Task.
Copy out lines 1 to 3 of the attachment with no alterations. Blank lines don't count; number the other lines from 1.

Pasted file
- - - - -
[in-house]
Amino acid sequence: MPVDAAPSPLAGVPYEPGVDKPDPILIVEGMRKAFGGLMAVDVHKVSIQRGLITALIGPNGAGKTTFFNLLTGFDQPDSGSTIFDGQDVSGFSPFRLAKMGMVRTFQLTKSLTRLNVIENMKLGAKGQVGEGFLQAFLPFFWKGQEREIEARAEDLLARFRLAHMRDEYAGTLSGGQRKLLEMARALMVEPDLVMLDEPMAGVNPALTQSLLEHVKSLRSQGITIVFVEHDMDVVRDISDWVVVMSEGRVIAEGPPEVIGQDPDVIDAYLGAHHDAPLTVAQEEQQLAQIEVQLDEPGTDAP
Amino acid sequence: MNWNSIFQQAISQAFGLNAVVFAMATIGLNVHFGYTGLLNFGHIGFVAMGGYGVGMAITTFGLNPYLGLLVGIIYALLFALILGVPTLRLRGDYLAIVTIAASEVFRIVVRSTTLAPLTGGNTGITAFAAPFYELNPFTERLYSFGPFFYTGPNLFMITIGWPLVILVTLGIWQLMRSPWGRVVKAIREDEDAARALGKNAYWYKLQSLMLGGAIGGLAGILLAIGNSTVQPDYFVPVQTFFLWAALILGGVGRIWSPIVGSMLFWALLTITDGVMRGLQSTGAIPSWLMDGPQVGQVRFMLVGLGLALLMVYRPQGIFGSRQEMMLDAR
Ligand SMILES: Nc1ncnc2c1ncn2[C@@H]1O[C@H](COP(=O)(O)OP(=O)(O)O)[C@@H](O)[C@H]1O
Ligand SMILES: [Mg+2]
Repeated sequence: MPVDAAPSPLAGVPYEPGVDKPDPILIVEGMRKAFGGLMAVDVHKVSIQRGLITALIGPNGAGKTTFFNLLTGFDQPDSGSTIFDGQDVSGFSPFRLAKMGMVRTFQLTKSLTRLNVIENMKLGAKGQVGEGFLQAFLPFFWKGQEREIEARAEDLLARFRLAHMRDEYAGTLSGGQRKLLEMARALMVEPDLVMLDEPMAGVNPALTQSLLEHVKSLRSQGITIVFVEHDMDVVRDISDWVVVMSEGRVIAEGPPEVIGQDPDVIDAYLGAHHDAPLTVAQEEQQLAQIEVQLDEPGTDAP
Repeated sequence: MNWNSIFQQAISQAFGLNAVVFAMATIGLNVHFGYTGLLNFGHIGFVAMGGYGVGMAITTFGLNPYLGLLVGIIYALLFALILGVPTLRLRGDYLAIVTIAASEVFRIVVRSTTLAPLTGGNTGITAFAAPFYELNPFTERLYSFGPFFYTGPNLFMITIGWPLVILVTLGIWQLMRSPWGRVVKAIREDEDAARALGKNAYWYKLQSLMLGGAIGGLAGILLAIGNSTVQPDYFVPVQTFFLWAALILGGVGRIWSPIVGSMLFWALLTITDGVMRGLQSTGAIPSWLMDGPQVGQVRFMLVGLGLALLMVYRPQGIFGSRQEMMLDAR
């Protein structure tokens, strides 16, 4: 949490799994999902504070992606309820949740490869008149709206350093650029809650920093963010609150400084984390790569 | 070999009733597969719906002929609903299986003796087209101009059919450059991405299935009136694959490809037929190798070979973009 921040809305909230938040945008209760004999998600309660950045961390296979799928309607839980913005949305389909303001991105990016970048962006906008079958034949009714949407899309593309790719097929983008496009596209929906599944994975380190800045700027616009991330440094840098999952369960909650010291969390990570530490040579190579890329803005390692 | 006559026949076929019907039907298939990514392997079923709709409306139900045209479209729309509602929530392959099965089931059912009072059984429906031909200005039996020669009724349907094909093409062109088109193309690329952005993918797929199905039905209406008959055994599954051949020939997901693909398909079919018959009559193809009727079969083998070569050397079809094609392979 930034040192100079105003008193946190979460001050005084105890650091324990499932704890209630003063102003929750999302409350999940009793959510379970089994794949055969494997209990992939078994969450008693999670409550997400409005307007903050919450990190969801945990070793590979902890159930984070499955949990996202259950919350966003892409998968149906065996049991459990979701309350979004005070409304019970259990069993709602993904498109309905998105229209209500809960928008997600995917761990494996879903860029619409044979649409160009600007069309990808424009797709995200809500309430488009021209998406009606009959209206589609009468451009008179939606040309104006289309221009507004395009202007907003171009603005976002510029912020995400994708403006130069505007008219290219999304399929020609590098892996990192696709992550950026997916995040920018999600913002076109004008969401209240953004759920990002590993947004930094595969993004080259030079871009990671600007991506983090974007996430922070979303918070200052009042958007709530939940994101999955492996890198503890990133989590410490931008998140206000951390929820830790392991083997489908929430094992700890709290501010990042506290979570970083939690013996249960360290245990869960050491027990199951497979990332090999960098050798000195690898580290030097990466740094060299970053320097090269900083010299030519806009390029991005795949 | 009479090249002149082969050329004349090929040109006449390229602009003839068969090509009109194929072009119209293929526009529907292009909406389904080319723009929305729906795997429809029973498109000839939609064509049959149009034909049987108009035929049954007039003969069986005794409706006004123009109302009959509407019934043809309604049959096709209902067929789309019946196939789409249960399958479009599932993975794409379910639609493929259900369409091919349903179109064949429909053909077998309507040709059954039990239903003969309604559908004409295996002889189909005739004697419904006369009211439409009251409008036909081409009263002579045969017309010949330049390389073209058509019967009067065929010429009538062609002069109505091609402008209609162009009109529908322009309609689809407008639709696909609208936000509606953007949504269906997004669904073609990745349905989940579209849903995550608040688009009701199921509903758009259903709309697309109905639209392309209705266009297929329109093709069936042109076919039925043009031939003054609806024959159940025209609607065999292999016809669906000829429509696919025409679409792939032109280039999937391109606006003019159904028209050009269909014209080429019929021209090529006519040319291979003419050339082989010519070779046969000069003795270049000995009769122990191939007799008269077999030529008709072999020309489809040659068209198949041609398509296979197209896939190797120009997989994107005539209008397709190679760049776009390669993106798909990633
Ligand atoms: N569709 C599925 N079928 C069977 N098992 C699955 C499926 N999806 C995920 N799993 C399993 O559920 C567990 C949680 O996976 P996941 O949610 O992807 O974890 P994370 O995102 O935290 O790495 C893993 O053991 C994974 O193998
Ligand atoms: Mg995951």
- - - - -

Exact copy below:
[in-house]
Amino acid sequence: MPVDAAPSPLAGVPYEPGVDKPDPILIVEGMRKAFGGLMAVDVHKVSIQRGLITALIGPNGAGKTTFFNLLTGFDQPDSGSTIFDGQDVSGFSPFRLAKMGMVRTFQLTKSLTRLNVIENMKLGAKGQVGEGFLQAFLPFFWKGQEREIEARAEDLLARFRLAHMRDEYAGTLSGGQRKLLEMARALMVEPDLVMLDEPMAGVNPALTQSLLEHVKSLRSQGITIVFVEHDMDVVRDISDWVVVMSEGRVIAEGPPEVIGQDPDVIDAYLGAHHDAPLTVAQEEQQLAQIEVQLDEPGTDAP
Amino acid sequence: MNWNSIFQQAISQAFGLNAVVFAMATIGLNVHFGYTGLLNFGHIGFVAMGGYGVGMAITTFGLNPYLGLLVGIIYALLFALILGVPTLRLRGDYLAIVTIAASEVFRIVVRSTTLAPLTGGNTGITAFAAPFYELNPFTERLYSFGPFFYTGPNLFMITIGWPLVILVTLGIWQLMRSPWGRVVKAIREDEDAARALGKNAYWYKLQSLMLGGAIGGLAGILLAIGNSTVQPDYFVPVQTFFLWAALILGGVGRIWSPIVGSMLFWALLTITDGVMRGLQSTGAIPSWLMDGPQVGQVRFMLVGLGLALLMVYRPQGIFGSRQEMMLDAR